Here, the controller code is calling the Save() method and then collection any errors that the Save() method might generate. This approach makes sure that the Validate() method is both called when it is essential and only once such that we are not repeating database calls and validation effort.
This seems pretty good, but then we run into another problem: how do we translate the validation errors into errors that are meaningful to the user. For instance, the Validate() method might tell us that the "Name" property of the Exercise.cfc instance is not valid, but how do we translate that into the message "Please enter an exercise name" which would be displayed to the end user. This translation cannot be done in the ExerciseService.cfc or even in the Exercise.cfc because neither of them can have any real sense of the view. In fact, the names might not even line up; the Exercise.cfc might have a "Name" property, but on the view, we are calling it an "Exercise Label". As such, readable messages cannot be generated by the domain model or the service objects.
Before we even figure that problem out, it raises yet another point - the "error collection" returned from the Save() method cannot return messages as the message are view-related not domain related. As such, the "error collection" can really only be some collection of invalid property names. These are the only things that can really translate from the domain model to the view without issue.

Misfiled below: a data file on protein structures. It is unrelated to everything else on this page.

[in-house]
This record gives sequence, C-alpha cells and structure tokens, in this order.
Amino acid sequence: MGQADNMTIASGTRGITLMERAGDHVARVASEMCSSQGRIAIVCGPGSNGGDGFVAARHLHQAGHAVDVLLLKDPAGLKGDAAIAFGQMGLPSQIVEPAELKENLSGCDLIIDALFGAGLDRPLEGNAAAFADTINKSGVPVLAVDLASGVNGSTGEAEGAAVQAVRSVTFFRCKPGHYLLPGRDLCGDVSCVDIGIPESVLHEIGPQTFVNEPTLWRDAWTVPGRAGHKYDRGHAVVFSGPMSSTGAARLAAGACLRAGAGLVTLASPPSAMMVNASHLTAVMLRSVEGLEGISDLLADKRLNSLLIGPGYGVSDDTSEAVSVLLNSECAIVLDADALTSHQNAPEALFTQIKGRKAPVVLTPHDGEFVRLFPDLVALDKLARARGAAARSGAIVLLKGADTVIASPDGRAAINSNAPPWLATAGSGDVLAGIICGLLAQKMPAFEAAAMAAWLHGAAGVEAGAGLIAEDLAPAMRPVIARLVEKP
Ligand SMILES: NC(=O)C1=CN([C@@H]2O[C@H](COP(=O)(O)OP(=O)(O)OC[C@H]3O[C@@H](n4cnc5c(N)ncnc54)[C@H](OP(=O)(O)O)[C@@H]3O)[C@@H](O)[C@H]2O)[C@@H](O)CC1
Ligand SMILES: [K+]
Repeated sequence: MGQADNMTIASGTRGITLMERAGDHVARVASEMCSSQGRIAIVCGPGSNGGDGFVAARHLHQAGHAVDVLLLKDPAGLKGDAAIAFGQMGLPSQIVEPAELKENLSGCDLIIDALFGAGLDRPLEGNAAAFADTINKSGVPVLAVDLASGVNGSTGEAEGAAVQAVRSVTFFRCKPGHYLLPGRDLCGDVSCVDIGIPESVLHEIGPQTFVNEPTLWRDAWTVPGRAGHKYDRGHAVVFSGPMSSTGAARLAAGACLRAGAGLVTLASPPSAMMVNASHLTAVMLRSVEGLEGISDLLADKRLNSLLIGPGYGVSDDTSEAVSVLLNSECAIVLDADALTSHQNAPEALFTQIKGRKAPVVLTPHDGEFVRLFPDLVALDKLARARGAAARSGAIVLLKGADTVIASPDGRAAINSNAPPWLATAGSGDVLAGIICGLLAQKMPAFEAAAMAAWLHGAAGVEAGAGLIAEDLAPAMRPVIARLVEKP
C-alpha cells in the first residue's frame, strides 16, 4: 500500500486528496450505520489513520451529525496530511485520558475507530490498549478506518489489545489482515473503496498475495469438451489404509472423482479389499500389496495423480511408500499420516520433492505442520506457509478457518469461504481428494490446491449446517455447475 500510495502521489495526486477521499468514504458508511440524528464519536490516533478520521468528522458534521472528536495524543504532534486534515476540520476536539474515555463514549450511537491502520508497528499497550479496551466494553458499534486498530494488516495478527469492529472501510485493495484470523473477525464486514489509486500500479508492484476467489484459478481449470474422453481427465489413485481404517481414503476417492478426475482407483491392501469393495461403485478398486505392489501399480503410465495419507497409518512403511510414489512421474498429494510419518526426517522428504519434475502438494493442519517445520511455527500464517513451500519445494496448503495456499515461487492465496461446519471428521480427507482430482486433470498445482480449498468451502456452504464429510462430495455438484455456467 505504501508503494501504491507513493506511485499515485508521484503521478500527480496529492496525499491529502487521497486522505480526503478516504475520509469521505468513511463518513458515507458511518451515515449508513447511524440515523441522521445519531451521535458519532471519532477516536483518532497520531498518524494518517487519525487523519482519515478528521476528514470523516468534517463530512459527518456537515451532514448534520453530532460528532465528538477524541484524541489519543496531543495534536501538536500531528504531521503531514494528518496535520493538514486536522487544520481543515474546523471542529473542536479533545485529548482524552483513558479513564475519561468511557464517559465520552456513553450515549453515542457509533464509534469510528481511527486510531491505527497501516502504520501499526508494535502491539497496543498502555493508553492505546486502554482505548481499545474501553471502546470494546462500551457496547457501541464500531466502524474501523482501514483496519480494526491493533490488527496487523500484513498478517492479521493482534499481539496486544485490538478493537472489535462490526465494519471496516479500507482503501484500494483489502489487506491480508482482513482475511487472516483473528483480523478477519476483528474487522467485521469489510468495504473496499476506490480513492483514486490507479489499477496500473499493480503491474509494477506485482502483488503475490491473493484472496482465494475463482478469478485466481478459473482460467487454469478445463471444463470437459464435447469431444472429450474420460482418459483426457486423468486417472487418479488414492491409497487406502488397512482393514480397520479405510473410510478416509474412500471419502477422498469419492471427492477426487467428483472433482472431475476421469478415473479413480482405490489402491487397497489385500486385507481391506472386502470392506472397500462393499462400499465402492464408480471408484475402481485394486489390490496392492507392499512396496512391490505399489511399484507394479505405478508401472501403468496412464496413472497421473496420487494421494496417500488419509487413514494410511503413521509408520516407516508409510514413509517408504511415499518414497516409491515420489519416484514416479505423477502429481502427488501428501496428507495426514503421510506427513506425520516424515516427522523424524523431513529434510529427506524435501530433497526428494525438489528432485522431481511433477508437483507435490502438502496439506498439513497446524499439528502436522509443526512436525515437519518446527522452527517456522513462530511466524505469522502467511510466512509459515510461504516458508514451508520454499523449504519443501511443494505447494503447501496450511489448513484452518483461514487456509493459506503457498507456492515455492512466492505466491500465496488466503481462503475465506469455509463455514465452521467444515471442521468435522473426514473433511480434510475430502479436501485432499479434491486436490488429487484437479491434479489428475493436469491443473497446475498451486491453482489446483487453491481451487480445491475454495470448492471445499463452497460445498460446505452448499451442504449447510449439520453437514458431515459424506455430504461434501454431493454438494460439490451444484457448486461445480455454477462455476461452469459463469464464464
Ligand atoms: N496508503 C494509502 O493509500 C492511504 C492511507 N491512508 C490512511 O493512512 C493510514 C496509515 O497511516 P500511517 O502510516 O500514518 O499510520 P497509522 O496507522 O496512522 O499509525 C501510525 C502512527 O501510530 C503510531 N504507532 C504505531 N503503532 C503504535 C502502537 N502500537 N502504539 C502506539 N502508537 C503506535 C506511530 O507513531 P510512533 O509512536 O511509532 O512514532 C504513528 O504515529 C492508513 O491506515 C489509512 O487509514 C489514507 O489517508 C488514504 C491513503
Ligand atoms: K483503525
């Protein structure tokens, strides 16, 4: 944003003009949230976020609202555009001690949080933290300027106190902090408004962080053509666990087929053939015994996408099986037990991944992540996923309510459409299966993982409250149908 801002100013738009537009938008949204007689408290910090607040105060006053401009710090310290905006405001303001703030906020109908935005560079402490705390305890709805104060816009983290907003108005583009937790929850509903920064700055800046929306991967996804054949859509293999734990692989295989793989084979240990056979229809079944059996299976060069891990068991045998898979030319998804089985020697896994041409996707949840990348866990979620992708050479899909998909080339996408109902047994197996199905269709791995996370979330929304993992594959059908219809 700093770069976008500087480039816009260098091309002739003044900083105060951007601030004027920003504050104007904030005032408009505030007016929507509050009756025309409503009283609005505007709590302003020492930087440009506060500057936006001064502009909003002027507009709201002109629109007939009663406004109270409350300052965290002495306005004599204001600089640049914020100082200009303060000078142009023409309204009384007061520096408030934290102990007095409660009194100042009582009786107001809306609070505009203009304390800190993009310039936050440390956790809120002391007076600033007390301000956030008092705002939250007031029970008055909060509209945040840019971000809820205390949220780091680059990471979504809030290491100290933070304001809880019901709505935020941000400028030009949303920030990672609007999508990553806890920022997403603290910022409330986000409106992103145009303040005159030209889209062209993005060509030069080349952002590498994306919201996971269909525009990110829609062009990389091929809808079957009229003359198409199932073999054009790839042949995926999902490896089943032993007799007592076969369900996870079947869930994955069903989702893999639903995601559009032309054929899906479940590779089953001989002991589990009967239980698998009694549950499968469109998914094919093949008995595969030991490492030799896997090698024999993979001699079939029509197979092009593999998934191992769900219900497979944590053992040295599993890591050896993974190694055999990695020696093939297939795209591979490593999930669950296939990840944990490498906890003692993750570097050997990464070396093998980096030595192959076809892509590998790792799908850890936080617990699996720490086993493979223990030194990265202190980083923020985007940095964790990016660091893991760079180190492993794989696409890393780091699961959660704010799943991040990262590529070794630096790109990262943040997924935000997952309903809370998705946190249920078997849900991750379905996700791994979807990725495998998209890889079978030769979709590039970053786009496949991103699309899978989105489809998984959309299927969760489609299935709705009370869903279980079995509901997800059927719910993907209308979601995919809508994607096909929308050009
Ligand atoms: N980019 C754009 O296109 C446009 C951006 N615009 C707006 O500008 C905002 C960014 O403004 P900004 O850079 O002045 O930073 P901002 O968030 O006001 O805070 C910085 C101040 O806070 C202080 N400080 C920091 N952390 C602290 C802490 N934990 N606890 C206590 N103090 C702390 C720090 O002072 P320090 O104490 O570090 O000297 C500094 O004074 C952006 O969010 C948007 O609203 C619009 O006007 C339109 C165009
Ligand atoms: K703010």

But now, this raises even another issue (oh dear)! If the error collection is just a list of properties, how would we alert something like "That exercise name is already in use". We could return "Name" as being invalid in the Exercise.cfc, but at that point, we cannot differentiate between "Please enter an exercise name" and "That exercise name is already in use". So, it seems that returning a list of invalid properties is not sufficient; we need to return both properties and some sort of reason as to why they are invalid. But, of course, at the same time, we need to be able to translate this into something that is usable in the view!
This is starting to make my head spin. Data validation seems to be harder than the leap it took me to understand the domain model itself. I don't think that this is something that I can just figure out on my own. Time to hit the books and blogs looking for tips.
Please, if anyone can point me in the right direction here, that would be awesome! I would totally make it worth your while ;)